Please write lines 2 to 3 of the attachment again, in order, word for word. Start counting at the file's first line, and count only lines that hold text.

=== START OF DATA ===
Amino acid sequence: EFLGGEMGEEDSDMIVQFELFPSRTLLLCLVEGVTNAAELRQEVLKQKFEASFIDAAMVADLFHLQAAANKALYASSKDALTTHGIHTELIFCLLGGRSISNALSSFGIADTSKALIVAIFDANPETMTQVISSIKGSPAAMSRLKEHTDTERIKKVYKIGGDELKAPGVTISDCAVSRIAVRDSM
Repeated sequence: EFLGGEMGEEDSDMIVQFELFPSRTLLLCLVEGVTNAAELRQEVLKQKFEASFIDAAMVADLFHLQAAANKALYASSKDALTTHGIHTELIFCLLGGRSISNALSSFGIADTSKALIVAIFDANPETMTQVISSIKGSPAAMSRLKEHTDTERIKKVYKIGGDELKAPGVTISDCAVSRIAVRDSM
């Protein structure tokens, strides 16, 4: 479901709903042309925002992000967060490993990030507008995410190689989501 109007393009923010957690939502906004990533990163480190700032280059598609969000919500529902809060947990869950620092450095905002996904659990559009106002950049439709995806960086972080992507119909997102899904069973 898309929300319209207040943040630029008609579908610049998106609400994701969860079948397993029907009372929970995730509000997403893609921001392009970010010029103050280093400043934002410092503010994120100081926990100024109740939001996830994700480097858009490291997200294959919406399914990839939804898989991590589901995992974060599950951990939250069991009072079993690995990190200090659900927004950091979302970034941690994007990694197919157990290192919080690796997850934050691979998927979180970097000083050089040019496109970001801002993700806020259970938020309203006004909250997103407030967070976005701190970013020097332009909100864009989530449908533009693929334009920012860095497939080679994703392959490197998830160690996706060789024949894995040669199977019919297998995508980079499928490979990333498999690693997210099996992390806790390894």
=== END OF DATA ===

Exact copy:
Repeated sequence: EFLGGEMGEEDSDMIVQFELFPSRTLLLCLVEGVTNAAELRQEVLKQKFEASFIDAAMVADLFHLQAAANKALYASSKDALTTHGIHTELIFCLLGGRSISNALSSFGIADTSKALIVAIFDANPETMTQVISSIKGSPAAMSRLKEHTDTERIKKVYKIGGDELKAPGVTISDCAVSRIAVRDSM
């Protein structure tokens, strides 16, 4: 479901709903042309925002992000967060490993990030507008995410190689989501 109007393009923010957690939502906004990533990163480190700032280059598609969000919500529902809060947990869950620092450095905002996904659990559009106002950049439709995806960086972080992507119909997102899904069973 898309929300319209207040943040630029008609579908610049998106609400994701969860079948397993029907009372929970995730509000997403893609921001392009970010010029103050280093400043934002410092503010994120100081926990100024109740939001996830994700480097858009490291997200294959919406399914990839939804898989991590589901995992974060599950951990939250069991009072079993690995990190200090659900927004950091979302970034941690994007990694197919157990290192919080690796997850934050691979998927979180970097000083050089040019496109970001801002993700806020259970938020309203006004909250997103407030967070976005701190970013020097332009909100864009989530449908533009693929334009920012860095497939080679994703392959490197998830160690996706060789024949894995040669199977019919297998995508980079499928490979990333498999690693997210099996992390806790390894």